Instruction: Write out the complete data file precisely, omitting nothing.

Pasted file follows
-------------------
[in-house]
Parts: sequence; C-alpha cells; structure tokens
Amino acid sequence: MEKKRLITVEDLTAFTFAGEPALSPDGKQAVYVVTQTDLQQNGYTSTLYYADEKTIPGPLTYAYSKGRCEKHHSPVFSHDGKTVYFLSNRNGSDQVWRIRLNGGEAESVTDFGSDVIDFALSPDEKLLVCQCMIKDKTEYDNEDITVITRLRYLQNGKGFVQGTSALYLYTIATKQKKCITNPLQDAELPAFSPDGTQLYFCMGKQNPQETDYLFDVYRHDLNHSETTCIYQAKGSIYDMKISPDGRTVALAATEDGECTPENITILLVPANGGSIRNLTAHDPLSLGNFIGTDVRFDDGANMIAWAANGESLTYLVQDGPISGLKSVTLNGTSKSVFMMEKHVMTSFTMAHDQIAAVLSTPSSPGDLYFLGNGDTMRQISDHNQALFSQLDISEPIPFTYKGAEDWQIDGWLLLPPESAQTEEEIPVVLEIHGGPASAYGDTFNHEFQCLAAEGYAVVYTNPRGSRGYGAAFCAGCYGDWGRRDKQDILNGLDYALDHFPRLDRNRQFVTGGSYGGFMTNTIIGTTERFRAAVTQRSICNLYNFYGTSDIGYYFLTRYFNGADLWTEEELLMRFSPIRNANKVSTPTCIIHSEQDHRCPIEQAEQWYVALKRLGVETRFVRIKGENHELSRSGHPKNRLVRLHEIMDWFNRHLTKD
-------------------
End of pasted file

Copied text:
[in-house]
Parts: sequence; C-alpha cells; structure tokens
Amino acid sequence: MEKKRLITVEDLTAFTFAGEPALSPDGKQAVYVVTQTDLQQNGYTSTLYYADEKTIPGPLTYAYSKGRCEKHHSPVFSHDGKTVYFLSNRNGSDQVWRIRLNGGEAESVTDFGSDVIDFALSPDEKLLVCQCMIKDKTEYDNEDITVITRLRYLQNGKGFVQGTSALYLYTIATKQKKCITNPLQDAELPAFSPDGTQLYFCMGKQNPQETDYLFDVYRHDLNHSETTCIYQAKGSIYDMKISPDGRTVALAATEDGECTPENITILLVPANGGSIRNLTAHDPLSLGNFIGTDVRFDDGANMIAWAANGESLTYLVQDGPISGLKSVTLNGTSKSVFMMEKHVMTSFTMAHDQIAAVLSTPSSPGDLYFLGNGDTMRQISDHNQALFSQLDISEPIPFTYKGAEDWQIDGWLLLPPESAQTEEEIPVVLEIHGGPASAYGDTFNHEFQCLAAEGYAVVYTNPRGSRGYGAAFCAGCYGDWGRRDKQDILNGLDYALDHFPRLDRNRQFVTGGSYGGFMTNTIIGTTERFRAAVTQRSICNLYNFYGTSDIGYYFLTRYFNGADLWTEEELLMRFSPIRNANKVSTPTCIIHSEQDHRCPIEQAEQWYVALKRLGVETRFVRIKGENHELSRSGHPKNRLVRLHEIMDWFNRHLTKD